Don’t Touch the Bones

  • Review
By – December 13, 2020

Win­ner of the Ida­ho Prize for Poet­ry 2019, Don’t Touch the Bones by Julia Kolchin­sky Das­bach is a stun­ning col­lec­tion that explores the poet’s Ukrain­ian-Jew­ish heritage.

In the tit­u­lar poem, Don’t touch the bones,” she says that she keeps writ­ing the same sto­ry” about the fates and deaths of her peo­ple, yet her great-grandfather’s name stays miss­ing” from the nar­ra­tive. This poem seems tied with her lat­er one, Trans­lat­ing Grandfather’s Hunger,” in which she inter­views her grand­fa­ther, urg­ing him to talk about his child­hood, but finds it painful ask­ing ques­tions about his life’s suf­fer­ings. What results is a con­ver­sa­tion about hunger — both her grandfather’s lit­er­al hunger, and the poet’s urgent hunger to unearth the his­to­ry of her ancestors.

The word bones repeats many times through­out the col­lec­tion, with vary­ing con­no­ta­tions, but it is always used in con­nec­tion to Dasbach’s per­son­al his­to­ries. In the poem Take a piece of earth,” she includes an epi­graph with a state­ment by Gov­er­nor Alexan­der Rogachuk claim­ing, We will not allow the build­ing of any­thing on bones of peo­ple.” This poem con­cludes: Show me a place / not made of bone / & see the gen­er­a­tions / we have swallowed.”

This idea of swal­lowed gen­er­a­tions” is echoed across every sec­tion of the book, each past gen­er­a­tion strong­ly tying into the expe­ri­ences of the present and future. Das­bach writes about the bones of her ances­tors buried in mass graves dur­ing the Holo­caust and the unspo­ken sto­ries of many sur­vivors, all while gaz­ing at her son and begin­ning to tell him their family’s sto­ries so he may pass them on to future gen­er­a­tions. In these poems, she moves rapid­ly from the light of flames on a stove to the burn­ing of Jew­ish bod­ies; from the tragedy at Babi Yar to the kin­dling of can­dle flames while recit­ing Hebrew bless­ings. This inter­con­nect­ed­ness – of fire and bones, of past and present, of trau­ma and peace – lingers in a haunt­ing way.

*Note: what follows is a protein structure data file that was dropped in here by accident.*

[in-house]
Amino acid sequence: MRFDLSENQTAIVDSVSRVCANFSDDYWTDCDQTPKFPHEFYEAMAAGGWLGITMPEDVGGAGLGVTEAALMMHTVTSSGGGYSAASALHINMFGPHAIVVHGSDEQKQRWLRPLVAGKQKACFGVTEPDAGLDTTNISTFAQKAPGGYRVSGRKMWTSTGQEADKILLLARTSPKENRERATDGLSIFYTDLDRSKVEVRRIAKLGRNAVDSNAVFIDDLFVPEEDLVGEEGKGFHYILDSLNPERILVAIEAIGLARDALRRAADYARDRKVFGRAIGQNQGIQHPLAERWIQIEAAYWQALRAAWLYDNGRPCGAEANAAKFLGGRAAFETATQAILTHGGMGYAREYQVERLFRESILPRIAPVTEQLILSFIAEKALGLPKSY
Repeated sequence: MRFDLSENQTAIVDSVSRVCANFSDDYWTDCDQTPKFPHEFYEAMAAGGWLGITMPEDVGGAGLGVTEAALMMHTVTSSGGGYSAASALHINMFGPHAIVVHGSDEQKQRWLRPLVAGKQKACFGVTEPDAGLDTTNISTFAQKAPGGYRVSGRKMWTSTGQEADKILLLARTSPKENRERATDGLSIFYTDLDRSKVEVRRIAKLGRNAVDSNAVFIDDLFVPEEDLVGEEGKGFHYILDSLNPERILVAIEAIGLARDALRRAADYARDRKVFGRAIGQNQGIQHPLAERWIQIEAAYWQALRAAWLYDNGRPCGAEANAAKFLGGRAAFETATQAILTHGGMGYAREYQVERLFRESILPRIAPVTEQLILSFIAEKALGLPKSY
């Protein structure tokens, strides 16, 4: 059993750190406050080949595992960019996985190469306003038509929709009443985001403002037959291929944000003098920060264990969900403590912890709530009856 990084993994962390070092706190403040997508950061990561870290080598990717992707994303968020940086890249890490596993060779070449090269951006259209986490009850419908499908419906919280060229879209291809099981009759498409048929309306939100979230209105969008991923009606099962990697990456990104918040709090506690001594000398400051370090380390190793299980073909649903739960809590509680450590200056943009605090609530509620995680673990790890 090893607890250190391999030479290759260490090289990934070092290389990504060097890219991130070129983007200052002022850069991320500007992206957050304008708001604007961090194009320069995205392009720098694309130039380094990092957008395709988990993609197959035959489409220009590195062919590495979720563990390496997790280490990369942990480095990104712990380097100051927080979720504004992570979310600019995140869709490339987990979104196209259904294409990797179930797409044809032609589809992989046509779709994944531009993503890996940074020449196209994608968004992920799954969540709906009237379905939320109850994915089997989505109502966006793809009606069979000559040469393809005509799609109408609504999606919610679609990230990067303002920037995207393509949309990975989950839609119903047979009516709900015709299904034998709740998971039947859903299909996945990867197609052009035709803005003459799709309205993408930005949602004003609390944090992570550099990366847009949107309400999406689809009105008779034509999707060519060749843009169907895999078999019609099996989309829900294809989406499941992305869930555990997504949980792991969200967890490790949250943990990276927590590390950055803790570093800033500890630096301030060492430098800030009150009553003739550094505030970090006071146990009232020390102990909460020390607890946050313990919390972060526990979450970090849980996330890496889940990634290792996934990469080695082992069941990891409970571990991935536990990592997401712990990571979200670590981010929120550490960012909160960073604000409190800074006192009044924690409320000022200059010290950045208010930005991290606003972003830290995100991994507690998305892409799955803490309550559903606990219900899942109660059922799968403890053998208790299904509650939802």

Her long, mul­ti-part poem, Songs of Home,” direct­ly address­ing sev­er­al bygone Russ­ian poets and artists, includ­ing Anna Akhma­to­va, Osip Man­del­stam, and Alek­sander Pushkin, explores Dasbasch’s strug­gle to find her own place with­in the music and pain of her peo­ples’ his­to­ry and col­lec­tive memory.

The final few poems of the book are love poems for her son. In Bone Appen­dix,” she traces his hand against con­struc­tion paper… teach­ing him the edges / of his bones.” This ten­der, strik­ing image empha­sizes many of the themes of the col­lec­tion as a whole – Das­bach teach­es her son where his body ends, what sep­a­rates him from the earth, from their his­to­ry, and his future.

Jamie Wendt is the author of the poet­ry col­lec­tion Fruit of the Earth (Main Street Rag, 2018), which won the 2019 Nation­al Fed­er­a­tion of Press Women Book Award in Poet­ry. Her man­u­script, Laugh­ing in Yid­dish, was a final­ist for the 2022 Philip Levine Prize in Poet­ry. Her poems and essays have been pub­lished in var­i­ous lit­er­ary jour­nals and antholo­gies, includ­ing Fem­i­nine Ris­ingGreen Moun­tains Review, Lilith, Jet Fuel Review, the For­ward, Poet­i­ca Mag­a­zine, and oth­ers. She con­tributes book reviews to Jew­ish Book Coun­cil as well as to oth­er pub­li­ca­tions, includ­ing Lit­er­ary Mama and Mom Egg Review. She has received an Hon­or­able Men­tion Push­cart Prize and was nom­i­nat­ed for Best Spir­i­tu­al Lit­er­a­ture. She holds an MFA in Cre­ative Writ­ing from the Uni­ver­si­ty of Nebras­ka Oma­ha. She is a mid­dle school Human­i­ties teacher and lives in Chica­go with her hus­band and two kids. 

Discussion Questions